Tips on taking good photographs
Use the appropriate picture quality. The camera has
several picture quality modes. Use the highest setting
to make sure that the camera produces the best picture
quality available. Note however, that better picture
quality requires more storage space. For multimedia
message (MMS) and e-mail attachments it may be
necessary to use the smallest picture quality mode
optimised for MMS sending. You can define the quality
in the camera settings.
See "Still image camera
settings", p. 40.
Use a simple background. For portraits and other
pictures with people, avoid having your subject in front
of a cluttered, complex background that may distract
attention from the subject. Move the camera, or the
subject, when these conditions cannot be met. Move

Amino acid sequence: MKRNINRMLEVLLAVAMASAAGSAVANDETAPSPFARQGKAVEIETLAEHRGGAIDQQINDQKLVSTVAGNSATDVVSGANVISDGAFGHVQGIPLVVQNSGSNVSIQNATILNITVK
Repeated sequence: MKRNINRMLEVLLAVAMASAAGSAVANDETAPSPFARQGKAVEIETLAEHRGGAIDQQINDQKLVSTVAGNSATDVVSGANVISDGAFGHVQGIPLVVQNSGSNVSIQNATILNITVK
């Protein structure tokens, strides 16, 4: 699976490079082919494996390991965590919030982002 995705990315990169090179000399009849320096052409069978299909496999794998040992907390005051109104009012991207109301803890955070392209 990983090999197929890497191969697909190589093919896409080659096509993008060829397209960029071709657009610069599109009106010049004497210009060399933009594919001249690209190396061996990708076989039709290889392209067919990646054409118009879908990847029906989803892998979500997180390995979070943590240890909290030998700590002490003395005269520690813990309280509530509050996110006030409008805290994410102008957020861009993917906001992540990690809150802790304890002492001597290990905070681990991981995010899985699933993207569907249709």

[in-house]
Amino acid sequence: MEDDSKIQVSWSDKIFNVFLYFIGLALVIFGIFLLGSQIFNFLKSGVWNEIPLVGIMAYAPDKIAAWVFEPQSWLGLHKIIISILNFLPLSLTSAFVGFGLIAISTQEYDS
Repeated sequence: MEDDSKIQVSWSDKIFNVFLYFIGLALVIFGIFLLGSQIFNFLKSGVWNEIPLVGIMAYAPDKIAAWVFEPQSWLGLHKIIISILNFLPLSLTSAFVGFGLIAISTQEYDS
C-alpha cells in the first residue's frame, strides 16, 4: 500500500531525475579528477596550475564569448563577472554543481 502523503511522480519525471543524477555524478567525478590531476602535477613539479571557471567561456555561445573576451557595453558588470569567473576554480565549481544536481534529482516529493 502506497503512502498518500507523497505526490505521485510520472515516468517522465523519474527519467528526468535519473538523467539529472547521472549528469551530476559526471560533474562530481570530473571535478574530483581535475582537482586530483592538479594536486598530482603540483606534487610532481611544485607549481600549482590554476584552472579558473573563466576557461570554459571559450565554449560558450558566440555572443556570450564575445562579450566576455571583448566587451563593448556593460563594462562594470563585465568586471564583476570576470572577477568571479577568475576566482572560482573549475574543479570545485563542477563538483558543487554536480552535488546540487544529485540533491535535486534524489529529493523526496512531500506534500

the camera closer to the object to take clearer portraits.
When shooting landscapes and sceneries, add depth to
your pictures by placing objects in the foreground. If
the foreground object is too close to the camera, it may
Changing the source, amount, and direction of light
can change photographs dramatically. Here are some
typical lighting conditions:
Light source behind the subject. Avoid placing your
subject in front of a strong light source. If the light
source is behind the subject or visible in the display,
the resulting picture may have weak contrast, may
be too dark, and may contain unwanted light
Sidelit subject. Strong side light gives a dramatic
effect but may be too harsh, resulting in too much
Light source in front of the subject. Harsh sunlight
may cause the subjects to squint their eyes. The
contrast may also be too high.
Optimal lighting is found in situations where there
is plenty of diffused, soft light available, for
example, on a bright, partially cloudy day or on a
sunny day in the shadow of trees.